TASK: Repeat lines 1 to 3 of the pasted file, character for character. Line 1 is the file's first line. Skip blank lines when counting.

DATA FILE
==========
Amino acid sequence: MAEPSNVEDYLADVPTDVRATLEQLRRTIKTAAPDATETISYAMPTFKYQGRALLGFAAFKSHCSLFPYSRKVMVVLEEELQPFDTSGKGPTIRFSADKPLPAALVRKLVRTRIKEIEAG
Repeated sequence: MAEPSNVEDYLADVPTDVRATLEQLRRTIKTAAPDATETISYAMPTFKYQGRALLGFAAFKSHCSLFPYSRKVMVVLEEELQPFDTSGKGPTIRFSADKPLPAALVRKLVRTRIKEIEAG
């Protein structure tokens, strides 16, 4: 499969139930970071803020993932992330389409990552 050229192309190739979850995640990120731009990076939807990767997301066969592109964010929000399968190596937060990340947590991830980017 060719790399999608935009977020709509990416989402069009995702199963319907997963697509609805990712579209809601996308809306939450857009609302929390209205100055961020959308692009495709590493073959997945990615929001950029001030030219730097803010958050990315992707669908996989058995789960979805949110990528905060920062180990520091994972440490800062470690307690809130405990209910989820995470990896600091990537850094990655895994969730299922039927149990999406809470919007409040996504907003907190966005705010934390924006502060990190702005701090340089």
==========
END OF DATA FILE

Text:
Amino acid sequence: MAEPSNVEDYLADVPTDVRATLEQLRRTIKTAAPDATETISYAMPTFKYQGRALLGFAAFKSHCSLFPYSRKVMVVLEEELQPFDTSGKGPTIRFSADKPLPAALVRKLVRTRIKEIEAG
Repeated sequence: MAEPSNVEDYLADVPTDVRATLEQLRRTIKTAAPDATETISYAMPTFKYQGRALLGFAAFKSHCSLFPYSRKVMVVLEEELQPFDTSGKGPTIRFSADKPLPAALVRKLVRTRIKEIEAG
């Protein structure tokens, strides 16, 4: 499969139930970071803020993932992330389409990552 050229192309190739979850995640990120731009990076939807990767997301066969592109964010929000399968190596937060990340947590991830980017 060719790399999608935009977020709509990416989402069009995702199963319907997963697509609805990712579209809601996308809306939450857009609302929390209205100055961020959308692009495709590493073959997945990615929001950029001030030219730097803010958050990315992707669908996989058995789960979805949110990528905060920062180990520091994972440490800062470690307690809130405990209910989820995470990896600091990537850094990655895994969730299922039927149990999406809470919007409040996504907003907190966005705010934390924006502060990190702005701090340089």